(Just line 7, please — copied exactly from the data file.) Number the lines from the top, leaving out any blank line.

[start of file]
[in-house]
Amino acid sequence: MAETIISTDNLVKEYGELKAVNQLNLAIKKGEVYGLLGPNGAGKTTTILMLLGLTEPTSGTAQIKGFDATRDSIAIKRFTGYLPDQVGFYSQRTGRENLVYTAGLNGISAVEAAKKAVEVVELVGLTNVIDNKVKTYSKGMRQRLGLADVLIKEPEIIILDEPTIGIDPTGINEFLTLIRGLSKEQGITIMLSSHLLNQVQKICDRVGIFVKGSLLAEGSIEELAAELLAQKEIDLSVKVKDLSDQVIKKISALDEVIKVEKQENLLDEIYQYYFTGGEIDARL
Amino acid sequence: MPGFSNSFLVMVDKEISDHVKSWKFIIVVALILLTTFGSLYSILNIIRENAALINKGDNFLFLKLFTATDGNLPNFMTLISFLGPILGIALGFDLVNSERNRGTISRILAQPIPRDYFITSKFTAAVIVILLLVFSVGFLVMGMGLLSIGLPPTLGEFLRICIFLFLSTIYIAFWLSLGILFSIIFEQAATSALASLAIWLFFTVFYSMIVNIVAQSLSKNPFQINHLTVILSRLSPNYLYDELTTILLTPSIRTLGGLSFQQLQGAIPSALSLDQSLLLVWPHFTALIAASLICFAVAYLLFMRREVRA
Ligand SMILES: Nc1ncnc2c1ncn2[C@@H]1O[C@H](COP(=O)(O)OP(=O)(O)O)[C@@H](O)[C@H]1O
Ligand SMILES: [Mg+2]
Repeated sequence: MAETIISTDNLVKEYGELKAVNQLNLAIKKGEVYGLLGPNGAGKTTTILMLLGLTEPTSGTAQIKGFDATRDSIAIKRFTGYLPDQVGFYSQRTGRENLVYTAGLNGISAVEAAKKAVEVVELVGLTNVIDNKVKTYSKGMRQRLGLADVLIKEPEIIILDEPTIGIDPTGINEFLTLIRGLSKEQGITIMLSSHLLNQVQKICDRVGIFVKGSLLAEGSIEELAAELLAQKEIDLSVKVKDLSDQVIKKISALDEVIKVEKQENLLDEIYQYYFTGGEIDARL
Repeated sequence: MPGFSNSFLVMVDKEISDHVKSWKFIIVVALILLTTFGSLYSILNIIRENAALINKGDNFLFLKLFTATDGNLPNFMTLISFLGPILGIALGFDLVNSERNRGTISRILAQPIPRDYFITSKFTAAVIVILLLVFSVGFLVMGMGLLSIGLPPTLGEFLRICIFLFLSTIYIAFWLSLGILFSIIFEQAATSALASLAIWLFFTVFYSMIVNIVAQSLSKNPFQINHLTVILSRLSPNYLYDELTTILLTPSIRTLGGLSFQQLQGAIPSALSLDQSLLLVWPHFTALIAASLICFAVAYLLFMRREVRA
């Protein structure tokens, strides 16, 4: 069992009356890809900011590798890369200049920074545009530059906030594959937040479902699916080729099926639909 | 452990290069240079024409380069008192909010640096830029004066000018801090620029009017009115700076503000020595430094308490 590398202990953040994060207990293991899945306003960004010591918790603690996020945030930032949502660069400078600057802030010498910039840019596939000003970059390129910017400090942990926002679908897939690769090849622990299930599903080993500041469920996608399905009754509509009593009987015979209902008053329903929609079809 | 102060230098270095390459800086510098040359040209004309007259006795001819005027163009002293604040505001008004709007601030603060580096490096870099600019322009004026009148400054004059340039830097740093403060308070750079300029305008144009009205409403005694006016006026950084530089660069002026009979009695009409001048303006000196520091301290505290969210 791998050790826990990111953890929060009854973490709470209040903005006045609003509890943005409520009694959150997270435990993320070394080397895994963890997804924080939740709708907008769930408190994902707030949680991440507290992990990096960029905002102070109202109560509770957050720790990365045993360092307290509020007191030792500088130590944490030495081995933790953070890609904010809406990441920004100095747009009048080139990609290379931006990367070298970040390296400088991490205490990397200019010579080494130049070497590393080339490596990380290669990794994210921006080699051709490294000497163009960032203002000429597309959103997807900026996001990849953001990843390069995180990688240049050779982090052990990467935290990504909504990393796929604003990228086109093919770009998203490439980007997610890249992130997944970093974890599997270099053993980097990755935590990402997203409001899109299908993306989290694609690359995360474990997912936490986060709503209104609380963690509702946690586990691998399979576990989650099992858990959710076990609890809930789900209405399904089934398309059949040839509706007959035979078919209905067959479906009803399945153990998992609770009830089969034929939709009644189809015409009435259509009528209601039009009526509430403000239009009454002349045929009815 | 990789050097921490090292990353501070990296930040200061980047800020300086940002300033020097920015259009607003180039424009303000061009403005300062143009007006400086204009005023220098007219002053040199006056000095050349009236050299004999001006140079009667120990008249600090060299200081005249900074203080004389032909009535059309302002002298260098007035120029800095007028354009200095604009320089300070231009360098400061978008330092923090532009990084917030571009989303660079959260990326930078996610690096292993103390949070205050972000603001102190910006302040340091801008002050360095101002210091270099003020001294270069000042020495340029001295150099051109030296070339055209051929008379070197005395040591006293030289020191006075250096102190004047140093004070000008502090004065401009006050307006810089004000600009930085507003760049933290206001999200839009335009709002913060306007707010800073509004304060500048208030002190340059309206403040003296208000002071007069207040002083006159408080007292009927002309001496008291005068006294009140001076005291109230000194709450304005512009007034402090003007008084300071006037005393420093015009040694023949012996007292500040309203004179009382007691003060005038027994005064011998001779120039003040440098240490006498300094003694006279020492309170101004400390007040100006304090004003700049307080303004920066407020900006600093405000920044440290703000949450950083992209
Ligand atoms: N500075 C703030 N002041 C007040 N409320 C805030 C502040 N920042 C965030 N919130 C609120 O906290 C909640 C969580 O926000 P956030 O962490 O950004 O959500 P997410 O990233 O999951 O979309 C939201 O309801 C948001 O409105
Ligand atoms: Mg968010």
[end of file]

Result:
Repeated sequence: MPGFSNSFLVMVDKEISDHVKSWKFIIVVALILLTTFGSLYSILNIIRENAALINKGDNFLFLKLFTATDGNLPNFMTLISFLGPILGIALGFDLVNSERNRGTISRILAQPIPRDYFITSKFTAAVIVILLLVFSVGFLVMGMGLLSIGLPPTLGEFLRICIFLFLSTIYIAFWLSLGILFSIIFEQAATSALASLAIWLFFTVFYSMIVNIVAQSLSKNPFQINHLTVILSRLSPNYLYDELTTILLTPSIRTLGGLSFQQLQGAIPSALSLDQSLLLVWPHFTALIAASLICFAVAYLLFMRREVRA